As a requirement for Global Citizen Year, all fellows must complete a Final Community Project. The purpose of this project is to give something back to the community that you have lived in for the past 7 months. When I first began to consider what I could do for my project, I was at a loss. What could I possibly do to serve my community that had done so much for me, that had welcomed me so graciously and given me a second place to call home? What impact could one, high school graduate from the United States have? While many people from the United States have gone to foreign, developing countries in order to “help”, I imagine that unless they have a trained skill that their communities need, after arrival they quickly realize that their efforts are fruitless.
But then I began to think from a different perspective. Instead of what I could do to “help” my community, I began to think of what has been the most impactful for me, that I could share. Throughout my time here, I have learned the most from listening to others, especially from those who have different backgrounds than I do. And using my unique position of having lived in the United States but also in Sigsig for a decent amount of time, I came up with an idea.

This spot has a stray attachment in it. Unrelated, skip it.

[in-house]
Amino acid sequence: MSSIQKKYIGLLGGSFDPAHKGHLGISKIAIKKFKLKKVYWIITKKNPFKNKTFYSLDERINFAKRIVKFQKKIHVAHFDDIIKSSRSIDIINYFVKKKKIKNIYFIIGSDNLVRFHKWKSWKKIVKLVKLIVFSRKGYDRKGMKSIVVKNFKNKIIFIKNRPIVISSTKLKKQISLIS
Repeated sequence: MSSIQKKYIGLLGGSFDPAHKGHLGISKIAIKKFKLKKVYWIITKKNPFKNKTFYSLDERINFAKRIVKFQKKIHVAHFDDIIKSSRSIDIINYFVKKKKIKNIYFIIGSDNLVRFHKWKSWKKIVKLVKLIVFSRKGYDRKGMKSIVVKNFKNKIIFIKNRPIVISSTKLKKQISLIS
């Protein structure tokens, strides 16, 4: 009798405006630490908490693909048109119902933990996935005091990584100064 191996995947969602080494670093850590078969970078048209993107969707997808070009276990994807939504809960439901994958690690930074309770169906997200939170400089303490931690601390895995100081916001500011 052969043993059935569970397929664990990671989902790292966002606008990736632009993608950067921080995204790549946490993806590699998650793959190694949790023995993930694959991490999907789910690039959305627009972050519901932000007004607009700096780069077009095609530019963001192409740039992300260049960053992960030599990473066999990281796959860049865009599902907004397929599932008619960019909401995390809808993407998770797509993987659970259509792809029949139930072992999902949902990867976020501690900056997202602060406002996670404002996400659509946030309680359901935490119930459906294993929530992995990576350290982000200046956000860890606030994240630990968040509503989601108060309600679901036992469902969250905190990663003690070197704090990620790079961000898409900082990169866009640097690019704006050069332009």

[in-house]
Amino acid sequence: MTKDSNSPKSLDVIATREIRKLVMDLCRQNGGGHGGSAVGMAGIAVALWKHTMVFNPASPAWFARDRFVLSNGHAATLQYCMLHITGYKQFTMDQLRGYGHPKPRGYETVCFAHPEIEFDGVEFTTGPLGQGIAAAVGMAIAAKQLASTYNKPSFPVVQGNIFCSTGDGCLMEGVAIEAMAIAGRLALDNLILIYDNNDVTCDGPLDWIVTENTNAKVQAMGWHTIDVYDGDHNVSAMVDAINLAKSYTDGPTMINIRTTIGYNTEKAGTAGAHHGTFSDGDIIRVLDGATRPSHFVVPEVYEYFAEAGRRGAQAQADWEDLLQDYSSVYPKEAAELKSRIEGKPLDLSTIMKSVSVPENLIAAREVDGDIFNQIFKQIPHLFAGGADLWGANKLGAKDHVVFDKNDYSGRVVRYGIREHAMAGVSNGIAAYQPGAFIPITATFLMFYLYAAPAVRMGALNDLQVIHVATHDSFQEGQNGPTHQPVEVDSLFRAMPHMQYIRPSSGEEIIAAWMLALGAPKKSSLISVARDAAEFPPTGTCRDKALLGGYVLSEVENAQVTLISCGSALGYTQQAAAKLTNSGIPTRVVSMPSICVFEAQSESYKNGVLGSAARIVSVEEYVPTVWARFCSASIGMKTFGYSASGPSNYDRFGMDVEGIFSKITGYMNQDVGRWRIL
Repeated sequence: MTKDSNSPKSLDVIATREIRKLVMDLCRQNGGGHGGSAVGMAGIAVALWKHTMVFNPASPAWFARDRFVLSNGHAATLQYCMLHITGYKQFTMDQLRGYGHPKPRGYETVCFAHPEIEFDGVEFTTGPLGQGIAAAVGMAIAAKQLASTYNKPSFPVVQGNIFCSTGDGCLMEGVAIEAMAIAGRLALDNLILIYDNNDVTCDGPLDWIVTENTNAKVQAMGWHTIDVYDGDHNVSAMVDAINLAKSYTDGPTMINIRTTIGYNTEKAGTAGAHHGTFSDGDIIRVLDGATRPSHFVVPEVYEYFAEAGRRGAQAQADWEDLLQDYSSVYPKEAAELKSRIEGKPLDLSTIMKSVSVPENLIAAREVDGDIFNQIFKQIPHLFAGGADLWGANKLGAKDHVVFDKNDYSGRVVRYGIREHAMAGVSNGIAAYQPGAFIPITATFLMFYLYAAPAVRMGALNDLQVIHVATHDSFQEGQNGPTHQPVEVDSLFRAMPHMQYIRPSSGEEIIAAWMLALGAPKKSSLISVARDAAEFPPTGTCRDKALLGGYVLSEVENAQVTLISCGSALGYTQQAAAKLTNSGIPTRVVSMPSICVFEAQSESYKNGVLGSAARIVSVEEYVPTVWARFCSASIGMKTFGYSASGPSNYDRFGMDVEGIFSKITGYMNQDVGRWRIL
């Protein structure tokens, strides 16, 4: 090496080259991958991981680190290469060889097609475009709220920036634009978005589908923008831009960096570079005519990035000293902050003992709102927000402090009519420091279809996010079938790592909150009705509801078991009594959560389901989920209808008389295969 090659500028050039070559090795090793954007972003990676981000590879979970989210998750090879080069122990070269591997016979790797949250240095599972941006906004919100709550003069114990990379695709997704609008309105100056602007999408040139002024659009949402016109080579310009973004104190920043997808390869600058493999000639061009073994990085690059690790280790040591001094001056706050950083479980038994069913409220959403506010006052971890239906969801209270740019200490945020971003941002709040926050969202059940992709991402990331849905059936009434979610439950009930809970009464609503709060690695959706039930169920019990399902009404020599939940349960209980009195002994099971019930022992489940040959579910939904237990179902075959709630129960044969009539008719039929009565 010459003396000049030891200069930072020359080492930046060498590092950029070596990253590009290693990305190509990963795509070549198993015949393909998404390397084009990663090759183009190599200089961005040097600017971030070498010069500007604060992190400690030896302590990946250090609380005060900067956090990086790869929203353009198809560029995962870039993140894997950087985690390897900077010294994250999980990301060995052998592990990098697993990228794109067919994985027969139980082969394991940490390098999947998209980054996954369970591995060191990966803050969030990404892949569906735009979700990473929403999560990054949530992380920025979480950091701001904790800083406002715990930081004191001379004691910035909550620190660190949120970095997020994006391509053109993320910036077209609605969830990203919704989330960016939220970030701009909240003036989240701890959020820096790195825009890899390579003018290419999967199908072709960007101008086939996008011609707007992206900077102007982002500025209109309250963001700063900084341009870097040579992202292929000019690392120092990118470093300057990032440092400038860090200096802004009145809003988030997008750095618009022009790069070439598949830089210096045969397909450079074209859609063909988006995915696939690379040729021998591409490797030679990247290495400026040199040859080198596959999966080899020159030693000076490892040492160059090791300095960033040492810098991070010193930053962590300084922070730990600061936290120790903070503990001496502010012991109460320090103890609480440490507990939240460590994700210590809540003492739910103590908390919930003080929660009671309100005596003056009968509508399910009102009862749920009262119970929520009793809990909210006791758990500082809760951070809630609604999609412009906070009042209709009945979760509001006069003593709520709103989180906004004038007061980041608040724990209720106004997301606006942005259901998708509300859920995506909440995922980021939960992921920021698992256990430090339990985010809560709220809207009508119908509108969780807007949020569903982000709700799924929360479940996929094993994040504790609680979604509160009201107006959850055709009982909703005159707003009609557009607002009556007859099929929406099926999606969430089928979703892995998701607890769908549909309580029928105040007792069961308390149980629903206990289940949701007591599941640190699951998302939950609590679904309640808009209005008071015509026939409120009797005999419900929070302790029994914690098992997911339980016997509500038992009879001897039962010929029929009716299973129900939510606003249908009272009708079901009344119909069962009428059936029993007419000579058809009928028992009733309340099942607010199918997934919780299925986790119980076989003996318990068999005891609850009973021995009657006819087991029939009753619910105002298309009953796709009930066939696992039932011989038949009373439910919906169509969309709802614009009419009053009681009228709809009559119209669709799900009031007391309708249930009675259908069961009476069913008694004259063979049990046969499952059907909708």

Ever since I arrived in Sigsig and Ecuador as whole, I’ve been hearing stories of immigration. Especially in the Azuay region, it is extremely common for people to immigrate to the United States when they are in their 20s to find work, and the majority of them go undocumented. In the United States too, immigration has been a highly debated issue, especially the issue of undocumented immigrants. Given that this is an issue so relevant to both the United States and Ecuador, I wanted to learn more about it. What were these immigrants motivations for leaving, how were their journeys, what were their lives like in the United States?
So I conducted a variety of interviews with people from my community — my coworkers, host parents, teachers for a few. The upcoming posts will be their stories, Humans of New York style, published in both English and Spanish, for you to read and learn from. My hopes for this project are to remind these people from Sigsig that their stories are important and should be heard, and also give all of you back home a unique perspective we don’t usually hear in the United States. How often have you heard individual stories of undocumented immigrants in the United States? How many of them have you met? I know that for me, before this experience, the number was very few.
I hope you enjoy my project, and are able to take away something from the stories of these incredible people.
De Sigsig, Azuay a Sigsigito, Connecticut: Stories of Immigration from Ecuador to the United States